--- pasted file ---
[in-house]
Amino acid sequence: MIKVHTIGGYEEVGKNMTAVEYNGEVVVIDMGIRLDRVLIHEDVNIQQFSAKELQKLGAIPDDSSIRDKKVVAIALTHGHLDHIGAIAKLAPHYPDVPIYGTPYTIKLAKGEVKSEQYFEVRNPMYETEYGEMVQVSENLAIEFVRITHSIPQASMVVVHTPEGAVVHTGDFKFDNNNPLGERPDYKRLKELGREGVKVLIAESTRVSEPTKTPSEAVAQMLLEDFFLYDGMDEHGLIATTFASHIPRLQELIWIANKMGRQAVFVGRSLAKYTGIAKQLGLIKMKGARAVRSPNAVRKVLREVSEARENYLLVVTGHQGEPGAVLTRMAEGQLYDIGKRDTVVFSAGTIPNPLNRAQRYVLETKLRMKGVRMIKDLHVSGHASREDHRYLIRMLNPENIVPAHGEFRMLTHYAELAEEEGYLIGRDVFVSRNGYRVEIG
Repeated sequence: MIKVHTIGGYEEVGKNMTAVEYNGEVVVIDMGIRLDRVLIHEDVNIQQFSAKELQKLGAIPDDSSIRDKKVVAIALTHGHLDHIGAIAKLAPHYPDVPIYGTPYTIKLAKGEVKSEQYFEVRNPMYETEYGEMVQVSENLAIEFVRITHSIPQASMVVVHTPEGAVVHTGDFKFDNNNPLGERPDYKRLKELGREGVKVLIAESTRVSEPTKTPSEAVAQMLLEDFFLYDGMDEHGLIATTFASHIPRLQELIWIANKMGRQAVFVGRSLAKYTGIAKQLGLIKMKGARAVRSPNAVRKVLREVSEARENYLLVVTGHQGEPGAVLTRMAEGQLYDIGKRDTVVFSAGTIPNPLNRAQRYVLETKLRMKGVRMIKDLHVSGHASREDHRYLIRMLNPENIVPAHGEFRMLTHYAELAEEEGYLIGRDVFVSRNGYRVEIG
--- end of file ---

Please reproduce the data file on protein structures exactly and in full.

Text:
[in-house]
Amino acid sequence: MIKVHTIGGYEEVGKNMTAVEYNGEVVVIDMGIRLDRVLIHEDVNIQQFSAKELQKLGAIPDDSSIRDKKVVAIALTHGHLDHIGAIAKLAPHYPDVPIYGTPYTIKLAKGEVKSEQYFEVRNPMYETEYGEMVQVSENLAIEFVRITHSIPQASMVVVHTPEGAVVHTGDFKFDNNNPLGERPDYKRLKELGREGVKVLIAESTRVSEPTKTPSEAVAQMLLEDFFLYDGMDEHGLIATTFASHIPRLQELIWIANKMGRQAVFVGRSLAKYTGIAKQLGLIKMKGARAVRSPNAVRKVLREVSEARENYLLVVTGHQGEPGAVLTRMAEGQLYDIGKRDTVVFSAGTIPNPLNRAQRYVLETKLRMKGVRMIKDLHVSGHASREDHRYLIRMLNPENIVPAHGEFRMLTHYAELAEEEGYLIGRDVFVSRNGYRVEIG
Repeated sequence: MIKVHTIGGYEEVGKNMTAVEYNGEVVVIDMGIRLDRVLIHEDVNIQQFSAKELQKLGAIPDDSSIRDKKVVAIALTHGHLDHIGAIAKLAPHYPDVPIYGTPYTIKLAKGEVKSEQYFEVRNPMYETEYGEMVQVSENLAIEFVRITHSIPQASMVVVHTPEGAVVHTGDFKFDNNNPLGERPDYKRLKELGREGVKVLIAESTRVSEPTKTPSEAVAQMLLEDFFLYDGMDEHGLIATTFASHIPRLQELIWIANKMGRQAVFVGRSLAKYTGIAKQLGLIKMKGARAVRSPNAVRKVLREVSEARENYLLVVTGHQGEPGAVLTRMAEGQLYDIGKRDTVVFSAGTIPNPLNRAQRYVLETKLRMKGVRMIKDLHVSGHASREDHRYLIRMLNPENIVPAHGEFRMLTHYAELAEEEGYLIGRDVFVSRNGYRVEIG